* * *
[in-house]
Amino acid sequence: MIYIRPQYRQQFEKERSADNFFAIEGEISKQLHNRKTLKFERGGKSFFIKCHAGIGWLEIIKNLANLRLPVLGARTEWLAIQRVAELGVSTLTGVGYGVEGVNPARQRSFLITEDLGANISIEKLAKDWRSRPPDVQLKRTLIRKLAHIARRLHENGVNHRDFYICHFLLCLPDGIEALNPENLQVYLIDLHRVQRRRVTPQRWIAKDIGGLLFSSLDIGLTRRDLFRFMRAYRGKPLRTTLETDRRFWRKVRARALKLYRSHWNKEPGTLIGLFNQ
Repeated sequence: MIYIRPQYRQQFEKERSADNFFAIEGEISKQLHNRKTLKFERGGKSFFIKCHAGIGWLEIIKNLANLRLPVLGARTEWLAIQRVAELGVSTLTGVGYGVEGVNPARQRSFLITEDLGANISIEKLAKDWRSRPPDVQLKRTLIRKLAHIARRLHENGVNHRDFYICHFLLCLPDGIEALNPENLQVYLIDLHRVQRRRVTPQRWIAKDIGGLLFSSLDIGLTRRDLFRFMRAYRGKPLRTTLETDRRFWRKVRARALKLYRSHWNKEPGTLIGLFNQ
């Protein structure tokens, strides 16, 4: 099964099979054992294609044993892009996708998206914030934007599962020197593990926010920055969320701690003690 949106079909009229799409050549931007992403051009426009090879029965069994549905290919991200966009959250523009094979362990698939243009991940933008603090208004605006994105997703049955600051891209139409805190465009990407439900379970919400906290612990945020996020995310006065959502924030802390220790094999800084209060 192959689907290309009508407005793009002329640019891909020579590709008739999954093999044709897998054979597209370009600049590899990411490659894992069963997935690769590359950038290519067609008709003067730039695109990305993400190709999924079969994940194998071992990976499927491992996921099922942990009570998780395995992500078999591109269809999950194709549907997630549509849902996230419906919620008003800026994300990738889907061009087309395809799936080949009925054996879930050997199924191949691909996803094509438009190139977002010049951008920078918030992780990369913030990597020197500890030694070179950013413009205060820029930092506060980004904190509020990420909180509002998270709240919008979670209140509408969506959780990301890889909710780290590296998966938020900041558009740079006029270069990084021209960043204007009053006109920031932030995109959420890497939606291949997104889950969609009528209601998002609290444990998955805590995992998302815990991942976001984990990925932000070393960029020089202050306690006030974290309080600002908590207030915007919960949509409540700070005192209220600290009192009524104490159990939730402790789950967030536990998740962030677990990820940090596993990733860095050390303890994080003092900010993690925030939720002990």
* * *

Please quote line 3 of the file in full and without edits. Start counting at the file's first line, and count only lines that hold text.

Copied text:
Repeated sequence: MIYIRPQYRQQFEKERSADNFFAIEGEISKQLHNRKTLKFERGGKSFFIKCHAGIGWLEIIKNLANLRLPVLGARTEWLAIQRVAELGVSTLTGVGYGVEGVNPARQRSFLITEDLGANISIEKLAKDWRSRPPDVQLKRTLIRKLAHIARRLHENGVNHRDFYICHFLLCLPDGIEALNPENLQVYLIDLHRVQRRRVTPQRWIAKDIGGLLFSSLDIGLTRRDLFRFMRAYRGKPLRTTLETDRRFWRKVRARALKLYRSHWNKEPGTLIGLFNQ